Nuclear Weapons Publications

Intelligence Reports and Estimates of Nuclear Proliferation History Since 1966

Apr 25, 2013
China was exporting nuclear materials to Third World countries without safeguards beginning in the early 1980s, and may have given Pakistan weapons design information in the early years of its clandestine program, according to recently declassified CIA records. more

Coping with MIRV in a MAD World (1977)

Apr 08, 2013
Washington, D.C.: Woodrow Wilson International Center for Scholars; Kennan Institute Occasional Paper Series #19, 1977. PDF 39 pages. more

The Politics of Achieving Meaningful Arms Control (1977)

Apr 08, 2013
Washington, D.C.: Woodrow Wilson International Center for Scholars; Kennan Institute Occasional Paper Series #18, 1977. PDF 13 pages. more

Issue Brief #2 - How to Become a Customer: Lessons from the Nuclear Negotiations between the U.S., Canada and Romania in the 1960s

Mar 15, 2013
Despite their recent popularity and apparent utility, civil nuclear cooperation agreement negotiations are fraught with the possibility of deception as evidence from Romania in the 1960s and 1970s suggests. more

The Clinton Administration and the Indian Nuclear Test That Did Not Happen - 1995-1996

Feb 22, 2013
In the last months of 1995, U.S intelligence agencies detected signs of nuclear test preparations at India’s test site in Pokhran, but the satellite photos that analysts studied were “as clear as mud,” according to declassified documents published today by the National Security Archive and the Nuclear Proliferation International History Project. more

Nuclear Weapons in International Politics: It's Getting Personal

Dec 19, 2012
The role that nuclear weapons play in international politics and security is evolving. For wealthy, militarily powerful countries, nuclear weapons are playing a diminishing role in security planning. Conversely, some countries that lack advanced military capabilities may be coming to see nuclear weapons as increasingly important for their security. The differences between these two groups are reinforced by the fact that, over the past decade, two dictators who ended their nuclear programs have lost their regimes and their lives. As a result, authoritarian leaders may now have an increasingly personal interest in holding on to their nuclear ambitions. U.S. interests can be advanced by minimizing the association that has developed over the past decade between ending nuclear weapons programs, ending regimes, and ending authoritarian leaders’ lives. more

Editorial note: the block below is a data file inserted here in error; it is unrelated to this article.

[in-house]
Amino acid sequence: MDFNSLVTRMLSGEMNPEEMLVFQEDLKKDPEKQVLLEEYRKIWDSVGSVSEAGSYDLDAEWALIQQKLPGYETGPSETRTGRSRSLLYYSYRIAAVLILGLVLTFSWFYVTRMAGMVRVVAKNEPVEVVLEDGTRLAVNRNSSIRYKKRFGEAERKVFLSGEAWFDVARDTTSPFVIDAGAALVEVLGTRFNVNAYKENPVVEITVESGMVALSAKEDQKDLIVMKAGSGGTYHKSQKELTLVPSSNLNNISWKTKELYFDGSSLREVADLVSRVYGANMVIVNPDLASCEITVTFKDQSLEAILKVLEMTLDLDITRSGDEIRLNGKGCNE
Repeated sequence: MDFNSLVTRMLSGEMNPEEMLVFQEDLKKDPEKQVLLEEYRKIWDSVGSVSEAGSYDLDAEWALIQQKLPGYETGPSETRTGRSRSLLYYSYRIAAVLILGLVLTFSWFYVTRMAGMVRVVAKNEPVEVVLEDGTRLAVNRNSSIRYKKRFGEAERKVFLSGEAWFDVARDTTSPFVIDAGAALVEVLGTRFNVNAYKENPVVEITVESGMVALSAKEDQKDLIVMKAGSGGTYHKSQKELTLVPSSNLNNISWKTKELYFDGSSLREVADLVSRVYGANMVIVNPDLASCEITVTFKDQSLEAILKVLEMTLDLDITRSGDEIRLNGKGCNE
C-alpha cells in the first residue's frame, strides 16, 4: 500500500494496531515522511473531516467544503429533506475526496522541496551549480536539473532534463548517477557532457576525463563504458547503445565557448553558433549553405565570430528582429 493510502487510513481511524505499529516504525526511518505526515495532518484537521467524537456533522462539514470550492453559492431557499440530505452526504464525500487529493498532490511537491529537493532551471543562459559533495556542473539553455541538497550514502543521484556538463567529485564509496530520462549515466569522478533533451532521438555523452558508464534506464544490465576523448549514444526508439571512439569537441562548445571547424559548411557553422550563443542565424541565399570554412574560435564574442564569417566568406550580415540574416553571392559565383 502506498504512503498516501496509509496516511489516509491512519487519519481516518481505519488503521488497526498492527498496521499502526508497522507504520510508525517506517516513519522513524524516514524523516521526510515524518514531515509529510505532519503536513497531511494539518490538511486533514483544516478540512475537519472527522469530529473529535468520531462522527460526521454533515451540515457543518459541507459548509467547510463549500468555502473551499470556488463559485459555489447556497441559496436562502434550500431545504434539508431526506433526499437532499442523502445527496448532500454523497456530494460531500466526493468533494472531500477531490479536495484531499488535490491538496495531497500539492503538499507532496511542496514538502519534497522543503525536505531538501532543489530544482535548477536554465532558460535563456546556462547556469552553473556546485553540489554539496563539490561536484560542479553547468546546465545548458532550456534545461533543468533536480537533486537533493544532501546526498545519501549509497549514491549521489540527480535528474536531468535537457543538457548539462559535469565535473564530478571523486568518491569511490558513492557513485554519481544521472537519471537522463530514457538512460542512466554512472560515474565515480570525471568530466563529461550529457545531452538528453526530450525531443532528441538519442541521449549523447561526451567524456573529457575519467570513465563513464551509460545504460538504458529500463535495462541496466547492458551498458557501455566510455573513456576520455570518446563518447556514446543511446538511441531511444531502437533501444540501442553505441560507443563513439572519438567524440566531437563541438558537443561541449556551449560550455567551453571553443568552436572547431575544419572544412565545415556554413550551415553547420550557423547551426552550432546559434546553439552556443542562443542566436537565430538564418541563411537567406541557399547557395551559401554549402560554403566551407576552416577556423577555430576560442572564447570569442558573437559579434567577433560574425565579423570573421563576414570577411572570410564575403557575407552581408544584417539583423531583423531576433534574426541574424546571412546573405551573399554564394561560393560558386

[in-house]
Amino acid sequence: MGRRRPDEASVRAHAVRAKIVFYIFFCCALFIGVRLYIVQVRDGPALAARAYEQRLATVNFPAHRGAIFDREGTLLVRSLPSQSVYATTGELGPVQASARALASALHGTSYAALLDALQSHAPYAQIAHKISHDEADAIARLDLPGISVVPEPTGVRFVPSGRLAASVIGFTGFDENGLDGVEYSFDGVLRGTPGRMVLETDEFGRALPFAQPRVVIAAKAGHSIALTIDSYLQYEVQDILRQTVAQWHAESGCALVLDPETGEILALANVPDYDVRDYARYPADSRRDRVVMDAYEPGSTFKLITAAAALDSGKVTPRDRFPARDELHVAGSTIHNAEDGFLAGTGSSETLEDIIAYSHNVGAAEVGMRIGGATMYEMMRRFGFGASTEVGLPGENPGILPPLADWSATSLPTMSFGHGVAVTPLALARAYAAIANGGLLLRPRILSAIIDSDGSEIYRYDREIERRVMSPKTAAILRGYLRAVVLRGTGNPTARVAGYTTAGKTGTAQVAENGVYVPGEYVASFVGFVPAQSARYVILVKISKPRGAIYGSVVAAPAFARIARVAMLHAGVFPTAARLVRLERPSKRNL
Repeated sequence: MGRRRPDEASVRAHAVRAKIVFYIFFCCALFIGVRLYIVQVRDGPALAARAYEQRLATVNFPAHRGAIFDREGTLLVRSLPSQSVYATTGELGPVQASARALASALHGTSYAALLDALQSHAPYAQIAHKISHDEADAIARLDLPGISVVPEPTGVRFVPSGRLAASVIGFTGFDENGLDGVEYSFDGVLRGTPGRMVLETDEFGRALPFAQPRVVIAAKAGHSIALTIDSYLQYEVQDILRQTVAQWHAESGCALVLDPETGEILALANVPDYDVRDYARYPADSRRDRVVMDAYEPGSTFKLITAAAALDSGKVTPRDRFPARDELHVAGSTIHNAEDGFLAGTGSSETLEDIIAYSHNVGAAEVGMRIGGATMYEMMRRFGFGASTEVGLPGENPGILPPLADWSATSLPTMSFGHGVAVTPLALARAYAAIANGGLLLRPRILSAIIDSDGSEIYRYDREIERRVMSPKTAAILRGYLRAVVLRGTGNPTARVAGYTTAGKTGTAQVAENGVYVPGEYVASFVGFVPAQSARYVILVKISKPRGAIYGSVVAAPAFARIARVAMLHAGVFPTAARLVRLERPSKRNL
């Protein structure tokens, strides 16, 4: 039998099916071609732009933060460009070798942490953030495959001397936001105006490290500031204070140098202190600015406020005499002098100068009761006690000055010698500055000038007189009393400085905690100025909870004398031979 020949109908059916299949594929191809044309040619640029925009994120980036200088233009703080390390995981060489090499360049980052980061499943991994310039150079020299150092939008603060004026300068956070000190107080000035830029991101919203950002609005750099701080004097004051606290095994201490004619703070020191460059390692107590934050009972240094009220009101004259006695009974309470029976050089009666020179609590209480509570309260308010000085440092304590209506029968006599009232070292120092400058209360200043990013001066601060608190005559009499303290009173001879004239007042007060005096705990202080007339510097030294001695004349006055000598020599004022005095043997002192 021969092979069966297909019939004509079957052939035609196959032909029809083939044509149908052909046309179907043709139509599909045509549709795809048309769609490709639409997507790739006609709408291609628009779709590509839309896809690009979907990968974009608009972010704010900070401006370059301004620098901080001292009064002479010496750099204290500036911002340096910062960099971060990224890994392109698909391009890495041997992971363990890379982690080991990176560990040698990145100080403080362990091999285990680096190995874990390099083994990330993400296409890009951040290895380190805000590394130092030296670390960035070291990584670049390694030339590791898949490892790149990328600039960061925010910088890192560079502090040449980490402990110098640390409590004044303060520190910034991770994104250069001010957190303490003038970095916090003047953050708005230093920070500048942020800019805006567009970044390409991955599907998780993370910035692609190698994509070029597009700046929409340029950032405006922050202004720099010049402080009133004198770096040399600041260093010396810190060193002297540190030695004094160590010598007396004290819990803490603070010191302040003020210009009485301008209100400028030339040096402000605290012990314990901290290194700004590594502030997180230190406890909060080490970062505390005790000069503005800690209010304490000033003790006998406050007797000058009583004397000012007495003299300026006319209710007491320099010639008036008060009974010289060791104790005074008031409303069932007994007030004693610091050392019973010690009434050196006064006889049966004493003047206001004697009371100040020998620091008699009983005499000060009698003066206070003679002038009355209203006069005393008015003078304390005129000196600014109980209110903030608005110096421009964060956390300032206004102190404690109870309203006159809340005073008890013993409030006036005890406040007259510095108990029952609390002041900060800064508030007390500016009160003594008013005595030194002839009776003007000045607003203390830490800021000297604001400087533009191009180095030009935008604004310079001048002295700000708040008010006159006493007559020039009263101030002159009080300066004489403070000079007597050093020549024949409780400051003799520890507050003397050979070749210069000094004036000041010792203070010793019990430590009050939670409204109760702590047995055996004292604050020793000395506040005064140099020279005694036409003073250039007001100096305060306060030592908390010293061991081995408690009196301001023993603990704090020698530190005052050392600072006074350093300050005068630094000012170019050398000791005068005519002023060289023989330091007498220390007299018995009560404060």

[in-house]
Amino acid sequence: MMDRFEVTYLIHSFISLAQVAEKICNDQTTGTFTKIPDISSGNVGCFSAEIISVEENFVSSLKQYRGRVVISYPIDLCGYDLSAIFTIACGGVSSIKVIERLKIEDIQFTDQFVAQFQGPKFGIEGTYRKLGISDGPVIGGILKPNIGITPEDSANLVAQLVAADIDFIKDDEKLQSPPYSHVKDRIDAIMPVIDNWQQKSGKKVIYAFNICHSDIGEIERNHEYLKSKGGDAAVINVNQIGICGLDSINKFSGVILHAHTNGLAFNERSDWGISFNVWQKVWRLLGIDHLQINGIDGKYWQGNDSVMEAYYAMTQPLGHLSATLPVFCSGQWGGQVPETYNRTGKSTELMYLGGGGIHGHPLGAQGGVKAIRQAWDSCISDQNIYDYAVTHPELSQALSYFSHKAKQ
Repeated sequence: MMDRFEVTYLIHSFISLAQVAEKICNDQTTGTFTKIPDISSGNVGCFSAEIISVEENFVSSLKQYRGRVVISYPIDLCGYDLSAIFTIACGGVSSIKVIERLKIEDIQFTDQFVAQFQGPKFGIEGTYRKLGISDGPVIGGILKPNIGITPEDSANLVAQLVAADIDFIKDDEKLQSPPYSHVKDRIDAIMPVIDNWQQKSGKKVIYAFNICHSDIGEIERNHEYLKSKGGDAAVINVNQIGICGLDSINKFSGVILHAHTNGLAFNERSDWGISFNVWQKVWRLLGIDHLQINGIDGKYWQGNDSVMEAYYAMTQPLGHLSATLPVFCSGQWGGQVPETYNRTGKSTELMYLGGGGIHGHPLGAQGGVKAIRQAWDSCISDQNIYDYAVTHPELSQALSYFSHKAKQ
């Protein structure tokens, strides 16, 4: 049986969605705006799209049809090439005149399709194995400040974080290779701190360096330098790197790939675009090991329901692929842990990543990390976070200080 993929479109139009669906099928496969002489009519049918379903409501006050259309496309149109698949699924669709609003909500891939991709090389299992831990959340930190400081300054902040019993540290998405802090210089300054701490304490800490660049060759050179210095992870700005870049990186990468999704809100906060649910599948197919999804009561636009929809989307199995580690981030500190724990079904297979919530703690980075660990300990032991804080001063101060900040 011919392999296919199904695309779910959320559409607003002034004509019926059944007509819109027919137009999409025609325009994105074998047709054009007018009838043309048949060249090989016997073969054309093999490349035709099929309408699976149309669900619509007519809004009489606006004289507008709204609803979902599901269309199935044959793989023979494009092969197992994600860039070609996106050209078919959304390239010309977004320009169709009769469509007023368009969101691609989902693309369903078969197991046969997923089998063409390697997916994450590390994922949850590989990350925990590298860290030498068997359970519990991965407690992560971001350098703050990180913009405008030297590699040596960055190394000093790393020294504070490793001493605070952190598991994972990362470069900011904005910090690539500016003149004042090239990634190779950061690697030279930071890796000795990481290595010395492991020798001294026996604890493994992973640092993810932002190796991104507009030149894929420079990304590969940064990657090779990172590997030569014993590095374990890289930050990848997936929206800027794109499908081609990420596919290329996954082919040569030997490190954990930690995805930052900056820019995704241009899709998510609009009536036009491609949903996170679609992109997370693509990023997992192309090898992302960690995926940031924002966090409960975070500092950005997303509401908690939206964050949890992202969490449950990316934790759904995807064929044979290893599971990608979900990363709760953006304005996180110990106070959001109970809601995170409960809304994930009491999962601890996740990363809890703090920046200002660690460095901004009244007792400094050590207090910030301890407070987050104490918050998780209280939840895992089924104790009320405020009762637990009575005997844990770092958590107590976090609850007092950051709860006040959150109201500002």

Dealing with the Iranian Nuclear Challenge

Nov 30, 2012
Although Iran’s mastery of the nuclear fuel cycle presents an inherent option for creating a bomb, the Tehran regime has no urgent incentive to build nuclear weapons. Current U.S. policy, which emphasizes coercive sanctions and diplomatic isolation to compel Iran to comply with its obligations under the nuclear Nonproliferation Treaty (NPT), would fall squarely under the rubric of containment, even as the term has been eschewed and delegitimized in the U.S. policy debate. As long as Iran does not overtly cross the U.S. “red line” of weaponization, U.S. policy will likely remain containment in form, if not in name. more

Origins and Evolution of the Brazilian Nuclear Program (1947-2011)

Nov 15, 2012
New documents released by Fundacao Getulio Vargas trace the evolution of the Brazilian nuclear program, from its early beginnings in 1947, to the establishment of its top secret civilian-military program in 1978, and up to the modern day. more

Declassified 1964 National Intelligence Estimate Predicts India’s Bomb But Not Israel’s

Nov 06, 2012
The US intelligence community predicted India’s nuclear bomb in 1964 but mistakenly concluded Israel had “not yet decided” to go nuclear, according to newly declassified documents posted today by the National Security Archive and the Nuclear Proliferation International History Project. more

The Soviet Cuban Missile Crisis: Castro, Mikoyan, Kennedy, Khrushchev and the Missiles of November by Sergo Mikoyan

The Soviet Cuban Missile Crisis: Castro, Mikoyan, Kennedy, Khrushchev, and the Missiles of November

Oct 23, 2012
This book rewrites the conventional history of the 1962 Cuban Missile Crisis by drawing on secret transcripts of top-level diplomacy undertaken by Anastas Mikoyan, the number-two Soviet leader under Nikita Khrushchev.  more

Pages

Dialogue

The Future of Higher Education

Mar 26, 2014Apr 02, 2014

Jeff Abernathy and Richard Morrill discuss how colleges and universities are dealing with rapidly rising costs and how the United States can still compete for students in a globalized environment.